On October 16, 1997, Kiendra entered into a plea agreement with the government in which he pleaded guilty to one count of conspiring to transport counterfeited securities and agreed to testify for the government at Robbio's trial. In exchange, the government dismissed the remaining counts against him and sought a reduced sentence. At Robbio's trial, Kiendra testified that Robbio had recruited him into the counterfeit scheme, provided him with the counterfeit checks and licenses, and accompanied him on many trips to retail stores. He also testified that between March and July of 1997, he personally executed the scheme “a couple of hundred times” and passed approximately $39,000 in counterfeit checks. In addition to Kiendra, the prosecution's witnesses included the government agents who executed the search warrant and analyzed the physical evidence, recordkeepers for the stores that were defrauded, and a victim of the counterfeit check scheme.
Robbio elected not to testify or call witnesses in his defense. Based upon his cross-examination of Kiendra, Robbio's counsel argued to the jury that the government's case depended entirely on the unreliable testimony of a single witness. Robbio maintained that Kiendra had masterminded the check scheme and “set up” Robbio by using Robbio's basement as the center of operation. Robbio further argued that Kiendra testified falsely against him in order to reduce his own sentence.
Following a two-day trial, the jury returned a guilty verdict on all seven counts of the indictment. The district court sentenced Robbio to 48 months of imprisonment.
A. The Jury Instructions
Robbio challenges his conviction on the grounds that the district court incorrectly instructed the jury as to how it should evaluate Kiendra's testimony. Without defense objection, the court instructed the jury inter alia as follows:
You have heard testimony from a Government witness, Victor Kiendra, who pleaded guilty to charges arising out of the same facts as this case. You are instructed that you are [to] draw no conclusions or inferences of any kind about the guilt of the defendant on trial from the fact that a prosecution witness plead guilty to similar charges.
A witness' decision to plead guilty was a personal decision about his own guilt. It may not be used by you in any way as evidence against or favorable to the defendant here on trial.
Robbio maintains that, even without a defense request, the district court should have included a cautionary instruction to exercise “greater care” when assessing the credibility of a cooperating codefendant witness. See United States v. Fernandez, 145 F.3d 59, 62 (1st Cir.1998). Robbio further contends that the district court compounded its error by instructing the jury that it could not consider Kiendra's guilty plea as evidence favorable to Robbio. Neither of these contentions warrant reversal of Robbio's conviction.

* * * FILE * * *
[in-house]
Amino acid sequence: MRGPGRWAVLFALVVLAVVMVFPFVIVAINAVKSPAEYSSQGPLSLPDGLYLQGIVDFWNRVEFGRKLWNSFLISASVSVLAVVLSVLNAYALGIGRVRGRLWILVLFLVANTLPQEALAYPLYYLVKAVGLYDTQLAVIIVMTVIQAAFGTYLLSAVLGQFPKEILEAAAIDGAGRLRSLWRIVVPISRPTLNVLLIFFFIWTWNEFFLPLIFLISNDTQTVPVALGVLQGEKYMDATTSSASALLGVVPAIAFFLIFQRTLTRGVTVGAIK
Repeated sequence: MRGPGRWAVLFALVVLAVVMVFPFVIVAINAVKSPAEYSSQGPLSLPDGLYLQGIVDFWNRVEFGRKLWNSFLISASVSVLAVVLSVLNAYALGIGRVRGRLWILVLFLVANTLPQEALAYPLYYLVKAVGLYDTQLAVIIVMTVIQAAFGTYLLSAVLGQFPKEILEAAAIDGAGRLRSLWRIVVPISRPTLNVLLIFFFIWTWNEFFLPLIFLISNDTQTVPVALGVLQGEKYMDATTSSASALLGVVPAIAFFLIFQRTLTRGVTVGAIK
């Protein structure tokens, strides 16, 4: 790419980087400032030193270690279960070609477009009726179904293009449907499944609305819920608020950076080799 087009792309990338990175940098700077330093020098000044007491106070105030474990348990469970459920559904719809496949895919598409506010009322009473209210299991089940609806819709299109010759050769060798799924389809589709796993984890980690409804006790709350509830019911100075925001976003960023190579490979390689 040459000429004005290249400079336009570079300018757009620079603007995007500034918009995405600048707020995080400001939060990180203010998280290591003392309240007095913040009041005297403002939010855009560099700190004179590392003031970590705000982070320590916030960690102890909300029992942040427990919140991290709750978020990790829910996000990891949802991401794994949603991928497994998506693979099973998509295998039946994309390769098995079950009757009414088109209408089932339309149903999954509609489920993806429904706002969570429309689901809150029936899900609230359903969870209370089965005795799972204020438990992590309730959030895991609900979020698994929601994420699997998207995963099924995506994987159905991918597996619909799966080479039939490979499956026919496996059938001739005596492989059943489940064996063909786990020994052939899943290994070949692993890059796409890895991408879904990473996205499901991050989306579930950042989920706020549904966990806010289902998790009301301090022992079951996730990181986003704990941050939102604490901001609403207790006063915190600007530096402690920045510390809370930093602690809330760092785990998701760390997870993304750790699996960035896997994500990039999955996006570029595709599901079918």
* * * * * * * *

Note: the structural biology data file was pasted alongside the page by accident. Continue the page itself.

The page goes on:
Because Robbio made no objection to the given instructions nor requested the “greater care” instruction, we review only for plain error. See Fed.R.Crim.P. 52(b); United States v. Olano, 507 U.S. 725, 732, 113 S.Ct. 1770, 123 L.Ed.2d 508 (1993). For such an error to exist, it must indeed be “plain” or “obvious,” and it must “affect substantial rights”; that is, “[i]t must have affected the outcome of the district court proceedings.” Fernandez, 145 F.3d at 63 (quoting Olano, 507 U.S. at 734, 113 S.Ct. 1770). Additionally, an appellate court will remedy such an error only if it appears that it “seriously affected the fairness, integrity, or public reputation of judicial proceedings.” Id. at 63.
This court has held that a district court need not give an unrequested cautionary instruction as to the jury's acceptance of a coconspirator's testimony where the testimony “looks internally consistent and credible,' ” even if the testimony is uncorroborated. Id. at 62 (quoting United States v. House, 471 F.2d 886, 888-89 (1st Cir.1973)).1 Kiendra's testimony was, overall, internally consistent and credible. Robbio points out only one instance of a purported internal inconsistency: at trial, Kiendra initially denied possessing keys to Robbio's residence, only to admit upon further questioning that he did briefly possess them once, while Robbio was away on vacation. The admission, however, might be considered as little more than a clarification of Kiendra's earlier statement; it did not detract significantly from the consistency and credibility of his testimony as a whole. Kiendra's testimony was not, moreover, uncorroborated. It was supported by a considerable body of other evidence, such as the highly inculpatory items seized from the basement of Robbio's home and his car, and the two recorded telephone conversations in which Robbio stated his intention to execute the scheme at some Caldor's stores. Thus, the district court's omission of the unrequested “greater care” instruction fell well short of amounting to plain error.